Arctic Council Case Study

2125 Words 9 Pages
Crossroads of the Arctic Council?
When the Arctic Council was established in 1996 it was designed to bring together the states bordering the Arctic Ocean on issues related to environmental protection and sustainability. The organization does not address military issues in the region, which allows it to be one of the few international organizations in which both the U.S. and Russia will cooperate. However, I argue that there will be a change in the progression of this council in the next few years as the ocean continues to melt and ships are better able to access the region. They will either expand their agenda to include security issues in the region or they will continue with their current level of involvement. I intend to answer what impact
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Three Visions of the Arctic Council,” develops three different alternatives the Arctic Council may mold into due to the changing nature of the environment and the security issues that are arising. The first of these is a society for Arctic states, the second a steward for the region, and the third a fully-fledged security actor. Currently, the council is a society of sovereign states which are firmly controlling the directives of the council (57). They could move forward to being either an organization which simply addresses the environmental and integrational aspects of the Arctic or they could become a security …show more content…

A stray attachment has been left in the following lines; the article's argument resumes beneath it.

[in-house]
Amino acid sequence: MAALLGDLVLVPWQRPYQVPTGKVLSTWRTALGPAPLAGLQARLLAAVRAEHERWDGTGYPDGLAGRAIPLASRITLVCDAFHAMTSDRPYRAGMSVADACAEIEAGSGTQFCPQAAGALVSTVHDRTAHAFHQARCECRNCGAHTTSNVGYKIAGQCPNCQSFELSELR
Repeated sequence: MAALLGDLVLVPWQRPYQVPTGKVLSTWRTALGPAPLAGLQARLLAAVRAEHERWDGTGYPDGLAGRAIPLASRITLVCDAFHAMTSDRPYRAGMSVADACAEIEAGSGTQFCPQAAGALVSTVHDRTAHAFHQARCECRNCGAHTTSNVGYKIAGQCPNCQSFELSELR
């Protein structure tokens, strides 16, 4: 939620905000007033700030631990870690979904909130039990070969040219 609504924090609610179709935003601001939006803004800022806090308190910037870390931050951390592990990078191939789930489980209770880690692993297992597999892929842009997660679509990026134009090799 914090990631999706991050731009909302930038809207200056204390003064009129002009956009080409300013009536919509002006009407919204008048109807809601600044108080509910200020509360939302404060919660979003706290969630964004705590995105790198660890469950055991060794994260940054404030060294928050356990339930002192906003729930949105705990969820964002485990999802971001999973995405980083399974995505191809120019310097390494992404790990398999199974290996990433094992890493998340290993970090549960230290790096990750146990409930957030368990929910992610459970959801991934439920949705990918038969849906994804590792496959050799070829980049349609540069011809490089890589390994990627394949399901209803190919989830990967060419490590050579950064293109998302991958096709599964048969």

The Antarctic Treaty has a precautionary approach to the environment. In its development, the participants decided to limit the use of Antarctica to scientific study, thereby limiting its ability to be exploited as either a resource hub or a tourist destination (Duyck, 2011, 699). In contrast, the Arctic Council did not put many precautionary guidelines into its formation, however, its member states have their own rules and regulations which they follow in their own parts of the ocean. This is both dangerous and beneficial, as it could lead to commercial exploitation of the region, including overfishing, offshore oil spills, or other environmental hazards. It could be beneficial because it includes internal accountability rather than external. The member states are more likely to follow their own laws than laws put on them by intergovernmental

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